Tuesday, June 16, 2015

Pie pie pie..... A perfect Moroccan Lamb Shank Pie For Winter

Pie pie pie. Is there much else better in this world than pie? Nope. Perfecting pie, or at least the consumption of pie throughout winter is what it's all about. #lifegoals. As part of my recipe contributions to the seriously excellent Urban List, I get to make pies. Spectacular "winter is coming" kind of pies like this Moroccan lamb shank number. You see life requires a tremendous amount of pie. Pie like this that has slow cooked goodness oozing from its pores, encased in a hug of buttery light pastry that hopefully finds its way to your belly via a dinner table surrounded by your best of mixed tape of family and friends. And preferably bucketloads of wine.

I've filled it with dates and chickpeas as well which do a wonderful job of soaking up the juices and thickening the pie insides to perfection.

Serves 4-6


¼ cup olive oil
4 lamb shanks, frenched
2 brown onions, peeled, chopped
2 cloves garlic, finely chopped
1 x 330ml bottle of golden ale style beer (I used James Squire Chancer)
1 cup veal stock
1 celery stalks, peeled, chopped
1 cup pitted dates
1 x 400g tin chickpeas, rinsed thoroughly
2 x 400g tinned cherry tomatoes
1 tbsp ras el hanout spice blend
1 tsp dried mint
1 x sheet Careme puff pastry or other excellent quality puff pastry


Preheat the oven to 180C
Heat the oil in a large saucepan over high heat. Cook the shanks, turning often until well browned all over. Remove and set aside. Add the onion and garlic to the pan and cook for 3 minutes or until soft. Return the shanks to the pan with the beer and stock.
Cover and simmer for 1 1/2 hours. Add the celery, dates, chickpeas, tomatoes and spices and simmer, covered for 45 minutes until the shanks are tender and the liquid has reduced. If not continue cooking until thick. If unsure just think – is this going to make it a sloppy pie? – no one likes a sloppy pie. Shred the meat into the sauce, stirring to combine and reserve the shank bones. Pour the mixture into a pie dish. Stick a few of the bones in the centre of the mixture – these will pop through the pastry creating the perfect vent for steam. Fit the pastry over the dishes, cutting a hole for the shank bones. Bake for 20 minutes or until puffed and golden. 

Wednesday, June 3, 2015

Chicken meatballs in yoghurt and Aleppo pepper butter. Perfect Winter Fodder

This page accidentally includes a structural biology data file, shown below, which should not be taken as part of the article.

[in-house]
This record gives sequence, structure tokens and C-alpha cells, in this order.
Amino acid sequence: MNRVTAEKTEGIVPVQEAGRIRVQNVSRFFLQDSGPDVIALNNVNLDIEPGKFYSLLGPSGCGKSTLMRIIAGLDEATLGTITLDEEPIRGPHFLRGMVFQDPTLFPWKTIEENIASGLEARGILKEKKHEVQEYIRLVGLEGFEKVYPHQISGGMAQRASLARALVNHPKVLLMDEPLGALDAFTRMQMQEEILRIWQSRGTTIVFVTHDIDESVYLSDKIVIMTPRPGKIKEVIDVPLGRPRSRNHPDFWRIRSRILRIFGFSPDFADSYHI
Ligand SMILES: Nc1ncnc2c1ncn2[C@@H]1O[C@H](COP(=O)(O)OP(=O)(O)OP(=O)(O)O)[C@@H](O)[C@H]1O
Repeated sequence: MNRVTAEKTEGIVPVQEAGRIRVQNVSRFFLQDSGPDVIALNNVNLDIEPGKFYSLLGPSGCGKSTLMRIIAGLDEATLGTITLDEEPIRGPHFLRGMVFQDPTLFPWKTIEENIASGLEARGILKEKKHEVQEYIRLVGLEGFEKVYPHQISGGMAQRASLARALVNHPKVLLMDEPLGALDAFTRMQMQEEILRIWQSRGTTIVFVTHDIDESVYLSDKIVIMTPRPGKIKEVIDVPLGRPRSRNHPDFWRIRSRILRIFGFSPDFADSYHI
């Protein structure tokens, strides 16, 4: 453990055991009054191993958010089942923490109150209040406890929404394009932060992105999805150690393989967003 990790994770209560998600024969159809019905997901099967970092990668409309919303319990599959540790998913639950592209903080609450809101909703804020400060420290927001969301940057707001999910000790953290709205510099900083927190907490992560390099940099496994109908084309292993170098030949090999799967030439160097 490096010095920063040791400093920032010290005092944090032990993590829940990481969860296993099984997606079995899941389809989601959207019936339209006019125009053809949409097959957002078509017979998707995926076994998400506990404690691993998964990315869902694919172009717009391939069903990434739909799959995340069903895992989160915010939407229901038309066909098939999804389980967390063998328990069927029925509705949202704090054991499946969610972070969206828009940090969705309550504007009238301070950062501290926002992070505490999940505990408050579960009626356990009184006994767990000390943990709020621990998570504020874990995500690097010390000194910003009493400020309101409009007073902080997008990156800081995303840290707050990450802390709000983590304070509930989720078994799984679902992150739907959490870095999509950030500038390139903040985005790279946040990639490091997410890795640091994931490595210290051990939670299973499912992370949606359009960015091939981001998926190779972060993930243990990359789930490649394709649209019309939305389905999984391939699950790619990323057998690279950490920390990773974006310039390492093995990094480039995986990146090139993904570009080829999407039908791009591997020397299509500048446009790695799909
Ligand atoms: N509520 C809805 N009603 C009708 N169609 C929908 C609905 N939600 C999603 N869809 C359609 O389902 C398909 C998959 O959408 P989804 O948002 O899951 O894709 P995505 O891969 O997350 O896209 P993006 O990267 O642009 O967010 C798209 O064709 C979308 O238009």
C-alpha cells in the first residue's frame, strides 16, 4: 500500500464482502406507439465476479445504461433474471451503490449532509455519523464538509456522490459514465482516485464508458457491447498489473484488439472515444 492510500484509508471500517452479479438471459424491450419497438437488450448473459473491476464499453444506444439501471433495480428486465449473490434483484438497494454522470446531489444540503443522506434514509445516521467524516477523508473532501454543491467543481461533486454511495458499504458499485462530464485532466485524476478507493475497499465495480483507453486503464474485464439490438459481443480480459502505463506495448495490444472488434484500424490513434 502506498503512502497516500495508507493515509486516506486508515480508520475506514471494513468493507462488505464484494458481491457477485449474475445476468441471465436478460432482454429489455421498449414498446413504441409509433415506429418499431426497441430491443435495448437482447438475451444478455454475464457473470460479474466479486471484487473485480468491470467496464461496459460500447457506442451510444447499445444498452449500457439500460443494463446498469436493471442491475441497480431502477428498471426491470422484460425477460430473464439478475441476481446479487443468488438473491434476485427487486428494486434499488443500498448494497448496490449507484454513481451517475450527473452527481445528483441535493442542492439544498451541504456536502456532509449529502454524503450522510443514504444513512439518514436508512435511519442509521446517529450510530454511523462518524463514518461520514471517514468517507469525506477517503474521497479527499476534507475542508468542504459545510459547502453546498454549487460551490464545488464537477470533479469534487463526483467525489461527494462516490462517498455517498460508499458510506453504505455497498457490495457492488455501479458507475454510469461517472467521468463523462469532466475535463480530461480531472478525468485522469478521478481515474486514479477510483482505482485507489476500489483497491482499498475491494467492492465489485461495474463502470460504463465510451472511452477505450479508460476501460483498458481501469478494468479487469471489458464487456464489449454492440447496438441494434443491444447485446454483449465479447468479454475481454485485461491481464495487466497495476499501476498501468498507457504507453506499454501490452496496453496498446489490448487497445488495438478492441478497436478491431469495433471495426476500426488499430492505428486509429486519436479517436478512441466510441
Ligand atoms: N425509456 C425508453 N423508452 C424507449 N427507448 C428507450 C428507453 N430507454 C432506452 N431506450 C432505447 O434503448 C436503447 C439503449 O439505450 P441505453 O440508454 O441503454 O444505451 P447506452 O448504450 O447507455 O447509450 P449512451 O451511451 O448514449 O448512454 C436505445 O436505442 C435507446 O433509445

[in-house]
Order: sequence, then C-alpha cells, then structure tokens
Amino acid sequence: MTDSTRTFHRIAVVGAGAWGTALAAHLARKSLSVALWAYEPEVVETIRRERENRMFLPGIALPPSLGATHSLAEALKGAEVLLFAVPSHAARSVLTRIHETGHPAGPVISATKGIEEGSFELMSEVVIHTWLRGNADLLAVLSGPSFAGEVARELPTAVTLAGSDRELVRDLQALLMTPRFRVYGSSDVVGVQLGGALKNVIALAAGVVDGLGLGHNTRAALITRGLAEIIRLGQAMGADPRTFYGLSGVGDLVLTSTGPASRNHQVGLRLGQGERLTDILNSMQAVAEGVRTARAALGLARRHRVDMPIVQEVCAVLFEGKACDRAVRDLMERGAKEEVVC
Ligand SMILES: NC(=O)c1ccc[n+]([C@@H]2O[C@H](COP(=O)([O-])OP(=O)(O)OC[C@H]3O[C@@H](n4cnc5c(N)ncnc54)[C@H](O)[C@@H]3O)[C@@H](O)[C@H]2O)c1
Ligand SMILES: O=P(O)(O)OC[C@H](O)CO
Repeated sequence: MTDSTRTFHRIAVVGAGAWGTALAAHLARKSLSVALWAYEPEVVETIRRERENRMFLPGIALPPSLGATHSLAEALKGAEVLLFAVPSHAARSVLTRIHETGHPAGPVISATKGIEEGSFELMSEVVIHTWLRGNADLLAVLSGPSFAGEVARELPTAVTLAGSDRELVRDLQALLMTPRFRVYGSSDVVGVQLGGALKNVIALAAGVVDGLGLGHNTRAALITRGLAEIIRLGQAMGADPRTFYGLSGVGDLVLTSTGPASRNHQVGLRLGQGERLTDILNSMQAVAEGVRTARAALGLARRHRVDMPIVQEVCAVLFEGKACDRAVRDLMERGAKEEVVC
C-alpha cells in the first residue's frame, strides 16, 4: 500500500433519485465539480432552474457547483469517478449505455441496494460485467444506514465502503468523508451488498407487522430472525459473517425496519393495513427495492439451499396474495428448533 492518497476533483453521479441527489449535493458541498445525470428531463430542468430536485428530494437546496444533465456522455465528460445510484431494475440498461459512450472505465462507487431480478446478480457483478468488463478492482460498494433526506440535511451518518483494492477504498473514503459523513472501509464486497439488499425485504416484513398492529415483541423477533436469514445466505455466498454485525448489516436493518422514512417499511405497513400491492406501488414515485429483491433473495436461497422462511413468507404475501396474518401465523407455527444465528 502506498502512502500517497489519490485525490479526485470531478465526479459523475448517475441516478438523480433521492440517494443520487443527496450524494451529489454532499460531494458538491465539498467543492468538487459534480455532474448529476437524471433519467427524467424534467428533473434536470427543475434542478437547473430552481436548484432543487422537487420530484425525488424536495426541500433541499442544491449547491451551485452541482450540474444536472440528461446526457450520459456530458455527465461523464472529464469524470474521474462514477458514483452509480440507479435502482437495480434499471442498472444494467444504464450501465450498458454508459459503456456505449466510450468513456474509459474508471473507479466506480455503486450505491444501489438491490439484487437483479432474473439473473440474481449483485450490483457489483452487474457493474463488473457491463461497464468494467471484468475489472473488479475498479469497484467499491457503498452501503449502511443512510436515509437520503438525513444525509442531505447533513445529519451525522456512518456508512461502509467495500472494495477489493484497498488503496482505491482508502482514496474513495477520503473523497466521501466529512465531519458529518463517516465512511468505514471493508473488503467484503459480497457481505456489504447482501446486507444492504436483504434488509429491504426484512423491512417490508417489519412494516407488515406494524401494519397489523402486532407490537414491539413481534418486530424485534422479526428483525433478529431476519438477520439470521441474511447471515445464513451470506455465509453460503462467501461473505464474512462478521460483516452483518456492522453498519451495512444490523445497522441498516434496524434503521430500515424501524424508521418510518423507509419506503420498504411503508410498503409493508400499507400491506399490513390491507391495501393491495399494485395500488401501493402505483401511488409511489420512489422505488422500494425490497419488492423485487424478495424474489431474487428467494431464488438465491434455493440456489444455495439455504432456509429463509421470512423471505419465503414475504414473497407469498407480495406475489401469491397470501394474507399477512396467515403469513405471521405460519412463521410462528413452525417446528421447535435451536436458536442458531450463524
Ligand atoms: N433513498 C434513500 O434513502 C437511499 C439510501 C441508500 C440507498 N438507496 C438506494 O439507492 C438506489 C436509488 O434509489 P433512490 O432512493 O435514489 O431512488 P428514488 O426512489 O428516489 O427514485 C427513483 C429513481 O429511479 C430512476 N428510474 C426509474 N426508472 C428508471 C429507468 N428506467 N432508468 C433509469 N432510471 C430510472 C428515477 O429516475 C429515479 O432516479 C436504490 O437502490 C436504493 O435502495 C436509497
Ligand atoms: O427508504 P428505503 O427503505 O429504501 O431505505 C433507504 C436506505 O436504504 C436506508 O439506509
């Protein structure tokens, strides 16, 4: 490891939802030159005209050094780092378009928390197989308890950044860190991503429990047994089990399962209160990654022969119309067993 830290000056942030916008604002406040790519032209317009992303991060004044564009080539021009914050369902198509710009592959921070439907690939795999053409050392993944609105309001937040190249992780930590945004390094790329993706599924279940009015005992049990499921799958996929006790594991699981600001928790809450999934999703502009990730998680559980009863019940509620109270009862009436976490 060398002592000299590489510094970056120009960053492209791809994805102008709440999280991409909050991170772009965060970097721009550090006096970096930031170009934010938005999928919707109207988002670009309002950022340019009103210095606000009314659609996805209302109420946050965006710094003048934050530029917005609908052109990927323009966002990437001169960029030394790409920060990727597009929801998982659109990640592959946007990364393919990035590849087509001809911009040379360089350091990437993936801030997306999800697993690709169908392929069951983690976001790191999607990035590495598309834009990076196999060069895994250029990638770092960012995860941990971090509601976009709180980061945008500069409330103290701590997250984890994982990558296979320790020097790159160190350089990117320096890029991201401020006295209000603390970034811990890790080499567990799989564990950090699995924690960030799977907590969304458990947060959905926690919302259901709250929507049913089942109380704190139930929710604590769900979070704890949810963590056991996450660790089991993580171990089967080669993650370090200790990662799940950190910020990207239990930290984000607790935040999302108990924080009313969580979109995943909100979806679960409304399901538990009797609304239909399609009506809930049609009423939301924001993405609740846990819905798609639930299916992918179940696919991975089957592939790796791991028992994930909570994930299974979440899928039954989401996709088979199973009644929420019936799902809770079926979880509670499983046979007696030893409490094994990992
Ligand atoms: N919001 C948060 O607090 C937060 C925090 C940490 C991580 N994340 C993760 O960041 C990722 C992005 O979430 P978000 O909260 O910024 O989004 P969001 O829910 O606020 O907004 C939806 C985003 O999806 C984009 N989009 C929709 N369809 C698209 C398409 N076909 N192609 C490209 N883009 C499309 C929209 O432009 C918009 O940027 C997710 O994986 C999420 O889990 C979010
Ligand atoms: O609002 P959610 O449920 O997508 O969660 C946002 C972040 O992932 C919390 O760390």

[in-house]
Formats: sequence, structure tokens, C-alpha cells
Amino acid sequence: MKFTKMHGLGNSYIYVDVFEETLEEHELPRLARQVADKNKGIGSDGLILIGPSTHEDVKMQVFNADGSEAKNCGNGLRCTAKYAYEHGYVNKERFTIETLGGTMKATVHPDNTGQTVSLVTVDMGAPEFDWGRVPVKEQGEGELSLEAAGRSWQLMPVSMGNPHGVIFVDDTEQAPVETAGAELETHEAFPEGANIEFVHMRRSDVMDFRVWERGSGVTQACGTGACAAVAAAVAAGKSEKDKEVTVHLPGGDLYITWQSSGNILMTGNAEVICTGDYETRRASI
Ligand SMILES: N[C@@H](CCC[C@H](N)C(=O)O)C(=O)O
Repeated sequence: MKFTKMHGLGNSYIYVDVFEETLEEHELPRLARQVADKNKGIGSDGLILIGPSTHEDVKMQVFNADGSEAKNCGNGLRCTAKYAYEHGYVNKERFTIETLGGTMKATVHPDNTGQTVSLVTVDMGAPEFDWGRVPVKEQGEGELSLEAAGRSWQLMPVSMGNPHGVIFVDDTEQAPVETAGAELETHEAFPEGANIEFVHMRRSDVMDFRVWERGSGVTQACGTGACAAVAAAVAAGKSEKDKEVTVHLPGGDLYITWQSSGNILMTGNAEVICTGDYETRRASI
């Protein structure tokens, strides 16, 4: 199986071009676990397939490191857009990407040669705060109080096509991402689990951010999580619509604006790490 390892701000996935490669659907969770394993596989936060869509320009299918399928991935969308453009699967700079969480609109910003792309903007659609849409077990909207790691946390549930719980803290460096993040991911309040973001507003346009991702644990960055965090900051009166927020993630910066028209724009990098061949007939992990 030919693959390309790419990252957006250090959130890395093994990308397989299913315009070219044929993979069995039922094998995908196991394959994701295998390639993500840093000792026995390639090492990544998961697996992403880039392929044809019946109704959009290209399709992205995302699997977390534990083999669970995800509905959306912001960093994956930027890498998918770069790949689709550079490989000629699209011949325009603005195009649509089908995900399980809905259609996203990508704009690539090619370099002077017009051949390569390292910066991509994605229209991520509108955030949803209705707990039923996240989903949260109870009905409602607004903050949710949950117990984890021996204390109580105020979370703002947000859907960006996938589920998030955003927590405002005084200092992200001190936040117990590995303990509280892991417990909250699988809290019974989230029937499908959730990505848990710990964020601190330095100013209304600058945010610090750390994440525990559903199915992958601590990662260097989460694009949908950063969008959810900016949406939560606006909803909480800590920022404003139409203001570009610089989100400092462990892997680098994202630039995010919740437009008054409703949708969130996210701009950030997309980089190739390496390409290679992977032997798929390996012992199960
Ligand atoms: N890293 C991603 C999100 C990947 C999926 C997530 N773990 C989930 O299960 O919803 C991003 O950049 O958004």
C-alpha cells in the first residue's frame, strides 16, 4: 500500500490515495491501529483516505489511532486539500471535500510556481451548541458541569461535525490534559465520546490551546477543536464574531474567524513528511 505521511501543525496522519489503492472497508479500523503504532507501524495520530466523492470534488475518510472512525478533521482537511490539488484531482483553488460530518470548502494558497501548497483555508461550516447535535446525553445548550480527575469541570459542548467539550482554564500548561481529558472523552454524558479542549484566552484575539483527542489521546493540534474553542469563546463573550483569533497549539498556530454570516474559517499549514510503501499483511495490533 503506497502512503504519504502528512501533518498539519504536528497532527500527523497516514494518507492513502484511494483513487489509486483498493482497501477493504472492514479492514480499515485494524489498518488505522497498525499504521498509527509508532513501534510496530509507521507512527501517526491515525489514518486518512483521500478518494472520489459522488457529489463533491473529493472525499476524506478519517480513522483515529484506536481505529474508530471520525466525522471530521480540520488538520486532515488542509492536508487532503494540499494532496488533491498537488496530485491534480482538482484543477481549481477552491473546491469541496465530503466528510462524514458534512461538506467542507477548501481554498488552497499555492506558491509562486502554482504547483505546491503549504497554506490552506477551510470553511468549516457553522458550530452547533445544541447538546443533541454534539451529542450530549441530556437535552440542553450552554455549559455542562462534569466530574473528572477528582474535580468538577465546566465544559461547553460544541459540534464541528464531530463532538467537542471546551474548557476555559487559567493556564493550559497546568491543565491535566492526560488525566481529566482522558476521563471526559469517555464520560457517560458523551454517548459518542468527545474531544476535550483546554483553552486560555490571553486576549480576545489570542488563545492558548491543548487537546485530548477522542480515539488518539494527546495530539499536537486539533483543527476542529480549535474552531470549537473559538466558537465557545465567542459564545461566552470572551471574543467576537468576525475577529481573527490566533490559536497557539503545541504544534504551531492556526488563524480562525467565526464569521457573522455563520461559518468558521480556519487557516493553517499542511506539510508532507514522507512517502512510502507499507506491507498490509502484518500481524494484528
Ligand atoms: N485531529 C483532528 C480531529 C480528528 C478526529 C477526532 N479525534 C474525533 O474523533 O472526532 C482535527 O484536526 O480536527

While the other side of the world gets to enjoy the starting heat of summer with watermelon and peach Caprese salads poolside, we're freezing our asses off, donning ugg boots, and finding small pleasures in the culinary opportunities this kind of weather provides. Like meatballs. Get-in-your-face meatballs, like these spiced chicken and hot yoghurt meatballs that are comforting and soul-fortifying in a way that stops you in your tracks. Something about them enables you to recollect and reconnect, and I find them as therapeutic to make as pie - it must be all the smooshing and rolling.
These spicy meatballs are swimming in yoghurt sauce and you can serve them with a simple salad, warm greens, or a nice nutty pilaf. The opportunities and options with a good plate of meatballs are endless. With pasta. With salad. On a toastie. Cold from the fridge at midnight. Frozen for a later date. Meatballs. You know you are onto a good thing.
Serves 4 to 6
500g excellent quality chicken mince
1 egg
½ cup sourdough or brioche breadcrumbs
½ red onion, finely chopped
3 tsp oregano, finely chopped
3 tsp tarragon, finely chopped
Pinch salt flakes
1 tsp toasted and ground cumin
½ tsp dried mint
1 tbsp olive oil
1 cup chicken stock

2 cups plain yoghurt
1 large egg, lightly beaten
2 cloves garlic, crushed
¼ cup dill, leaves pulled, finely chopped plus more to garnish
¼ cup mint, leaves pulled, finely chopped plus more to garnish
1 tbsp butter, melted
Generous pinch ground Aleppo pepper
Pinch toasted cumin seeds

To serve
Hot fluffy pita bread

Preheat oven to 180C.
For the meatballs, combine all ingredients - except the olive oil and chicken stock - in a bowl and mix well using your hands to thoroughly incorporate and combine. Roll and shape the mixture into about 20 balls. If you need to, dip your hands in cold water to stop the mixture from sticking to them.
Line a tagine bowl or baking dish with a generous lug of olive oil. Place the meatballs in the dish in a single layer and gently turn them to coat in oil. Place in the oven and cook until brown - about 15 minutes. During cooking time, try to turn them a few times so they achieve an even colouring all over.
Remove from the heat and pour over the chicken stock. Return to the heat and cook for 10 minutes; you want the meatballs to continue cooking in the liquid at a gentle simmer.
Remove from the heat, then gently transfer meatballs to a plate, reserving the cooking liquid.
In a large bowl, whisk together the yoghurt, egg, garlic, dill and mint. Slowly add the hot chicken stock, about ¼ cup at a time - you will probably only need ½ a cup in total but this can vary with the liquidity of the yoghurt used. Pour the mixture into a frying pan and cook over low heat, stirring constantly with a wooden spoon, until the sauce very obviously thickens and is just beginning to bubble and simmer. Season. Add the meatballs to the yoghurt sauce to warm through and turn to coat in the yoghurt sauce.
To make the Aleppo pepper butter, add the butter to a small frypan and place over medium heat. Cook until the butter just starts to foam and add the pepper, swirling constantly so the butter doesn't burn.
Divide the meatballs and yoghurt between serving bowls. Add some tabouli and then spoon over the Aleppo butter. Top with freshly chopped herbs and serve with warm pita.